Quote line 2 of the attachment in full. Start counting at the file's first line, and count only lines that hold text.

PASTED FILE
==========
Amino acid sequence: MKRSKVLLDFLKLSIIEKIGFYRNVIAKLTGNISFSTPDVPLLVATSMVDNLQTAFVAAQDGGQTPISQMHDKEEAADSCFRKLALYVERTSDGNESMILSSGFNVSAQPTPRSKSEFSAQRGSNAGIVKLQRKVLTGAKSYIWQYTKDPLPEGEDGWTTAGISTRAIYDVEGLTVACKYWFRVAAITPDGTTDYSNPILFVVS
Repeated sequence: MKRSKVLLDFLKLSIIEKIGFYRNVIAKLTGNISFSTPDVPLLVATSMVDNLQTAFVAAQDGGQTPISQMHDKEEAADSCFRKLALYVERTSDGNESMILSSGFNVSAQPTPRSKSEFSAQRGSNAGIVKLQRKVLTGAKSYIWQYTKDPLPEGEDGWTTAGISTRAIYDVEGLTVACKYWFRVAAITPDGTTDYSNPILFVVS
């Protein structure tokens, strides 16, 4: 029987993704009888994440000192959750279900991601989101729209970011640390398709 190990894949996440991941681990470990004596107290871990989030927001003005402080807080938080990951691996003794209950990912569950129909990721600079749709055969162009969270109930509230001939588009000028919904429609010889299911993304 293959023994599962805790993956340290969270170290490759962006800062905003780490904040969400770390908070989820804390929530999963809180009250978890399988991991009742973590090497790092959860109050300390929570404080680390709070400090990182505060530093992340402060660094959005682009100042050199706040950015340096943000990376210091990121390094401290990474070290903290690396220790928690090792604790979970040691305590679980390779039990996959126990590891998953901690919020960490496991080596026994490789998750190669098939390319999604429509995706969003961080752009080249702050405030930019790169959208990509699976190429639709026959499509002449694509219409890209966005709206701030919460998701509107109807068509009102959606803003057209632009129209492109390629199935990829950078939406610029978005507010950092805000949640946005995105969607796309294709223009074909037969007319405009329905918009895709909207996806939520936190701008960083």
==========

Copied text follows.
Repeated sequence: MKRSKVLLDFLKLSIIEKIGFYRNVIAKLTGNISFSTPDVPLLVATSMVDNLQTAFVAAQDGGQTPISQMHDKEEAADSCFRKLALYVERTSDGNESMILSSGFNVSAQPTPRSKSEFSAQRGSNAGIVKLQRKVLTGAKSYIWQYTKDPLPEGEDGWTTAGISTRAIYDVEGLTVACKYWFRVAAITPDGTTDYSNPILFVVS